1. don't forget kang ho dong behk jung for pork!!

                                1 Reply
                                1. re: namstermonster

                                  I second your recomd, their pork neck/shoulder is delicious.

                                2. Hey endsounds

                                  This is a great primer for Korean food in Koreatown. It lists individual dishes, then specifies examples of restaurants where you can try good versions of those dishes.


                                  I'd say the general path for the uninitiated is to get your feet wet with Korean BBQ and then branch out from there. That's what I did. (The reason Korean BBQ is so popular with non-Koreans is because it's accessible and easy to understand.) But, Korean food is SO much more widely varied than just BBQ.

                                  We recently went to Jun Won (specifically for the black cod stew, called "eundaegu jorim") and it was outrageously good. Meltingly tender in this salty and sweet sauce. We also ordered the seafood pancake (pajeon) and the tofu stew (doufu jigae). The tofu stew was surprisingly good, layers of unexpected flavor. The pancake was similarly wonderful-- nice and crispy, not greasy, with a wonderful soy based dipping sauce. This is Korean home cooking-- not fancy, just homey and really delicious. But this is food that takes a leap of faith to order as it is quite different from anything you're probably used to eating.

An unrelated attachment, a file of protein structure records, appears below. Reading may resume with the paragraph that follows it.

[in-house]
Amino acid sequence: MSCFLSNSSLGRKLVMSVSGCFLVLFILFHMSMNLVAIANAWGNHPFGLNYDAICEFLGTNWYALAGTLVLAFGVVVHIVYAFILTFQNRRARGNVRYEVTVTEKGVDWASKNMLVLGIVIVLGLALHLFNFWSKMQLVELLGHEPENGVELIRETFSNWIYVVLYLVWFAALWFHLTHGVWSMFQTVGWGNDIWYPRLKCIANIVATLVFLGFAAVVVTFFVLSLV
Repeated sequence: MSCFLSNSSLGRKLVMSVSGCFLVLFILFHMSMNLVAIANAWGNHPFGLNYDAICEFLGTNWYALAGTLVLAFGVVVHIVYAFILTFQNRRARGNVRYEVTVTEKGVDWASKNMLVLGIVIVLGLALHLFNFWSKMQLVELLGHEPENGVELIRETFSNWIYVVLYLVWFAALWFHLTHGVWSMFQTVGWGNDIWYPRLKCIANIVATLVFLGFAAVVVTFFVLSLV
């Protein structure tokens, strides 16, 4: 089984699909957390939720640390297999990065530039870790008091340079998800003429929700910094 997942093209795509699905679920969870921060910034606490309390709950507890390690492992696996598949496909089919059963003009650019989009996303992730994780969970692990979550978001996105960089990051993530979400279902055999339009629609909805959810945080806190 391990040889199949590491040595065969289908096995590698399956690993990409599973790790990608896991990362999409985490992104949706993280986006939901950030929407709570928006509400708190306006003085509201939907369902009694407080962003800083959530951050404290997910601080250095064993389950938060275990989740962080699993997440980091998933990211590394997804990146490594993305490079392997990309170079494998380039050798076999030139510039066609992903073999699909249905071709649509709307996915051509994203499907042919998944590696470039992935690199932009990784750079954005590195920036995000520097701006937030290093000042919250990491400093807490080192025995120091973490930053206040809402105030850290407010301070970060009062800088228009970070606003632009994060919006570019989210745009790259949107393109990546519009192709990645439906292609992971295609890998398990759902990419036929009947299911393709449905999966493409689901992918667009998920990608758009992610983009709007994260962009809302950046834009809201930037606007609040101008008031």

The owner, Jeff, came over to talk to us and asked us about the food. Very nice guy-- he told us that the business has been open for about 20+ years by his parents, and he has taken over. But he's trying to expand his customer base beyond the middle aged to elderly Koreans that are regulars there. (Essentially, "Please send more non-Koreans")

                                  Anyway, I do highly recommend this place. It's a little tricky to find-- there's an entrance on 8th street (the english signage only says "Korean Restaurant"), but that door is sometimes locked. It's better to go behind and park in the lot, and enter from the back. That's where people queue up to wait for tables.

                                  Here's the LA Times review from 2011

                                  Mr Taster